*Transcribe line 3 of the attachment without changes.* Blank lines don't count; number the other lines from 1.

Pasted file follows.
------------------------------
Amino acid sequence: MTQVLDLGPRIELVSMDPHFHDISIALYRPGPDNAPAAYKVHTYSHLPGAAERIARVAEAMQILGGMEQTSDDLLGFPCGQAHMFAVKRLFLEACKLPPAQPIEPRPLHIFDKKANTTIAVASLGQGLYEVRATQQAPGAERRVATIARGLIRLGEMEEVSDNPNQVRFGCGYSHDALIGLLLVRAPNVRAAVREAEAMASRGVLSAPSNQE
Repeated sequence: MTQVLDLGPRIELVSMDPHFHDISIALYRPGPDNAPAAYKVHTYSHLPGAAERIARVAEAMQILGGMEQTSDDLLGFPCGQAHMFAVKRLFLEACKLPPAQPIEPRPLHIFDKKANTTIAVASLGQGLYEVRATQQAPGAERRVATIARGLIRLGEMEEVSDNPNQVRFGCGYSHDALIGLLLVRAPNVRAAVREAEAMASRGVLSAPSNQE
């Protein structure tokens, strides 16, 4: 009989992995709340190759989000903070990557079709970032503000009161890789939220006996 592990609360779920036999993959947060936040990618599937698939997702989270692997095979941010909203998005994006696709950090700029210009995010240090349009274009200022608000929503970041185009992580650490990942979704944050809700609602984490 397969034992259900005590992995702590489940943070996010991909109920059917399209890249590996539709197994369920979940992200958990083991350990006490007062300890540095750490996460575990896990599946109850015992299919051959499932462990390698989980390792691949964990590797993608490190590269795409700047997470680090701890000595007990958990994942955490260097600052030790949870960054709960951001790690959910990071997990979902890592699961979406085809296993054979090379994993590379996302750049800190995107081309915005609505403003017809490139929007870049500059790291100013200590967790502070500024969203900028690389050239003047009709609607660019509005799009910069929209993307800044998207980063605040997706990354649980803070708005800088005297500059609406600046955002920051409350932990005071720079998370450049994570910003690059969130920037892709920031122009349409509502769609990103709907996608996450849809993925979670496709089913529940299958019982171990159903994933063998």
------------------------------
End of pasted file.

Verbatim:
């Protein structure tokens, strides 16, 4: 009989992995709340190759989000903070990557079709970032503000009161890789939220006996 592990609360779920036999993959947060936040990618599937698939997702989270692997095979941010909203998005994006696709950090700029210009995010240090349009274009200022608000929503970041185009992580650490990942979704944050809700609602984490 397969034992259900005590992995702590489940943070996010991909109920059917399209890249590996539709197994369920979940992200958990083991350990006490007062300890540095750490996460575990896990599946109850015992299919051959499932462990390698989980390792691949964990590797993608490190590269795409700047997470680090701890000595007990958990994942955490260097600052030790949870960054709960951001790690959910990071997990979902890592699961979406085809296993054979090379994993590379996302750049800190995107081309915005609505403003017809490139929007870049500059790291100013200590967790502070500024969203900028690389050239003047009709609607660019509005799009910069929209993307800044998207980063605040997706990354649980803070708005800088005297500059609406600046955002920051409350932990005071720079998370450049994570910003690059969130920037892709920031122009349409509502769609990103709907996608996450849809993925979670496709089913529940299958019982171990159903994933063998």